The announcement this week by the French Government to share the 'digital dividend' spectrum between electronic communications and audiovisual services could, if similar actions were undertaken by other Member States, be a key step in reaching fully harmonised decisions across the EU.
Whilst the heart of the document addressed audiovisual services, the decision to allocate 72MHz to telecoms was aimed at providing 99 per cent of the French population with very high-speed fixed and mobile broadband access.
However, according to the telecoms consultancy Analysys Mason, this potential move has raised a number of questions:
- Under what conditions would licences be assigned to operators? Is the organisation of an auction (following the example of the recent US 700MHz auction) realistic? Would the assignment process for digital-dividend frequencies be co-ordinated with the assignment of the fourth 3G licence?
- 72MHz would enable the deployment of a limited number of very high-speed mobile broadband networks. What would this number be (one or two as is technically possible)?
- What concrete measures would be taken to reach the French government's objective of very high-speed fixed/mobile broadband for all on the whole French territory? What role would satellite have to play regarding very high-speed mobile broadband national coverage?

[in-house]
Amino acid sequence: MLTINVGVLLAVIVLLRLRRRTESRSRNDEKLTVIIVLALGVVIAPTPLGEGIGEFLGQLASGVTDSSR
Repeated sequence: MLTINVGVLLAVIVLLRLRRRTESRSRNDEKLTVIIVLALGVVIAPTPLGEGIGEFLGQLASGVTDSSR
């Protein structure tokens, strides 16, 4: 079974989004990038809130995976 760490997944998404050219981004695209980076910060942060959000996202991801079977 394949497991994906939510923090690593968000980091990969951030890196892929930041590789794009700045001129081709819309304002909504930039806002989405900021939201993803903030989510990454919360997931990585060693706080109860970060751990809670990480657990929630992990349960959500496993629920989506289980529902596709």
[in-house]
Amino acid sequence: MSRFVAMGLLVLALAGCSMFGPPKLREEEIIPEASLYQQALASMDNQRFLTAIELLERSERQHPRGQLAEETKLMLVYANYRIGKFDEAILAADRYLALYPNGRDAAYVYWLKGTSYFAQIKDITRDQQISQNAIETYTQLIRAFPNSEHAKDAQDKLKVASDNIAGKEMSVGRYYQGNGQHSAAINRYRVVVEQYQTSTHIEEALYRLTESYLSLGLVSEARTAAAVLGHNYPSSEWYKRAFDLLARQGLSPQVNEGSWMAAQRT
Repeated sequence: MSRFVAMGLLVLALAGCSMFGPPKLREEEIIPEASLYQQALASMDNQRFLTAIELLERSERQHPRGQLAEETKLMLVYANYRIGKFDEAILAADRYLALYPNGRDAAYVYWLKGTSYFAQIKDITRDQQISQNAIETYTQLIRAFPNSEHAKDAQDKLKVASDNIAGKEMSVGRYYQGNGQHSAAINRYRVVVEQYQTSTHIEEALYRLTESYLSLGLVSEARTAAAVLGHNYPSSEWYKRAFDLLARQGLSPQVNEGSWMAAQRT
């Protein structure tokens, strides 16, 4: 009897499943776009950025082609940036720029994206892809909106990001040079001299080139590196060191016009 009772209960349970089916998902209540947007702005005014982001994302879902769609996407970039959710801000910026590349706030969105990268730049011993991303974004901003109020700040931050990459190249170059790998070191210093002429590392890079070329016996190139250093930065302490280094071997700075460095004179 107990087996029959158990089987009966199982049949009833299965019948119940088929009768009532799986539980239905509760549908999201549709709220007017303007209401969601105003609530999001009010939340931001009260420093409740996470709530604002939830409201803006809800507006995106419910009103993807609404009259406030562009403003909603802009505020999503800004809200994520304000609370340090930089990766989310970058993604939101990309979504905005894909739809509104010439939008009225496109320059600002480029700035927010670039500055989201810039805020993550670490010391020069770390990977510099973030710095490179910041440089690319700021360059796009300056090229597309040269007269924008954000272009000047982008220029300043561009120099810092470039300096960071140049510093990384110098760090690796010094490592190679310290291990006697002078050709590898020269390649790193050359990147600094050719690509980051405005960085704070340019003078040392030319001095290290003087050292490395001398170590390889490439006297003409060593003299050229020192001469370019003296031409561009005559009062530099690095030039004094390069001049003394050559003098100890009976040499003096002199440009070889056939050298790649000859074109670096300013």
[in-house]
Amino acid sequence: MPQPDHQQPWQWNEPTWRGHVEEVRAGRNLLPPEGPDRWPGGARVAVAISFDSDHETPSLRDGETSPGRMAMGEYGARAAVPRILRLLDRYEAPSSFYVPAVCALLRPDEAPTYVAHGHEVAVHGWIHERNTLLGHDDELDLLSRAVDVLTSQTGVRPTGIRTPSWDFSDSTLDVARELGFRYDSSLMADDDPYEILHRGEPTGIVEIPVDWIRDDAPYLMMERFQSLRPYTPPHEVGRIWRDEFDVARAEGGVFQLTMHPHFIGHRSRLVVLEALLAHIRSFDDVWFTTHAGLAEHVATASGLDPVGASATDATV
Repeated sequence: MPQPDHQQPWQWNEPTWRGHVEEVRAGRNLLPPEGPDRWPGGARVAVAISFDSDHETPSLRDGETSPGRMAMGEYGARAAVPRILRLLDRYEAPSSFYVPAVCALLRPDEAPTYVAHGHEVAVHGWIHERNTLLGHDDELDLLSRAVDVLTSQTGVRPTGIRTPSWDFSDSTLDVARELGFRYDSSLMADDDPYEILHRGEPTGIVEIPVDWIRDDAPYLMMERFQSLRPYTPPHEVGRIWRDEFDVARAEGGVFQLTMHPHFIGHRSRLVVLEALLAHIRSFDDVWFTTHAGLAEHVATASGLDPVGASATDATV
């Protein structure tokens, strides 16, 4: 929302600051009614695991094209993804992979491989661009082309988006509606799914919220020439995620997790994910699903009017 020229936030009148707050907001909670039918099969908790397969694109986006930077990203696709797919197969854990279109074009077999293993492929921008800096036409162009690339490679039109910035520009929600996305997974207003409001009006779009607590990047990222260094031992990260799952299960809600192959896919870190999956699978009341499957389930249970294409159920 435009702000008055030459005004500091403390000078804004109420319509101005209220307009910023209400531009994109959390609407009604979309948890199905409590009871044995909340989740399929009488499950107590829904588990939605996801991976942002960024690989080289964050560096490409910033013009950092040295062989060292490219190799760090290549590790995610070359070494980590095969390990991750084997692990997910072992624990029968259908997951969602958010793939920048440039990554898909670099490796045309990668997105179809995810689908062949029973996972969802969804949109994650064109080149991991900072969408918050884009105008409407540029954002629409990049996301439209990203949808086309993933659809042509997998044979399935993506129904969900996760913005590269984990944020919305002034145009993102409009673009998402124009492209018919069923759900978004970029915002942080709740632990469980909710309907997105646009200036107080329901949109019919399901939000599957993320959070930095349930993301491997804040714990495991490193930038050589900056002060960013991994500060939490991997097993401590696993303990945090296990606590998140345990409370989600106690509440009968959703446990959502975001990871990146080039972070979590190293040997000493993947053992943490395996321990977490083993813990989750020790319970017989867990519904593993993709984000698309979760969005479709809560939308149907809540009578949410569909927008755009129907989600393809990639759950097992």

There were also issues relating to the development of the market on an international level:
- Would equipment vendors and operators place UMTS, HSDPA and LTE equipment that uses digital-dividend spectrum at the centre of their development roadmaps? And would vendors standardise equipment in the 790-862MHz sub-band chosen by the French?
- Would other European Member States engage in a national debate on the use of the digital dividend, in order to lead to government decisions in the near future? If so, what would be the timeframe? Could they be expected to follow a more 'technology-neutral' approach?
One thing is sure, however, the French "numérique 2012" plan sets out the road map for the evolution of digital services across France and has potentially paved the way for harmonised decisions across Europe. Attention will now be focused on how other Member States react to this bold (or disruptive?) initiative.
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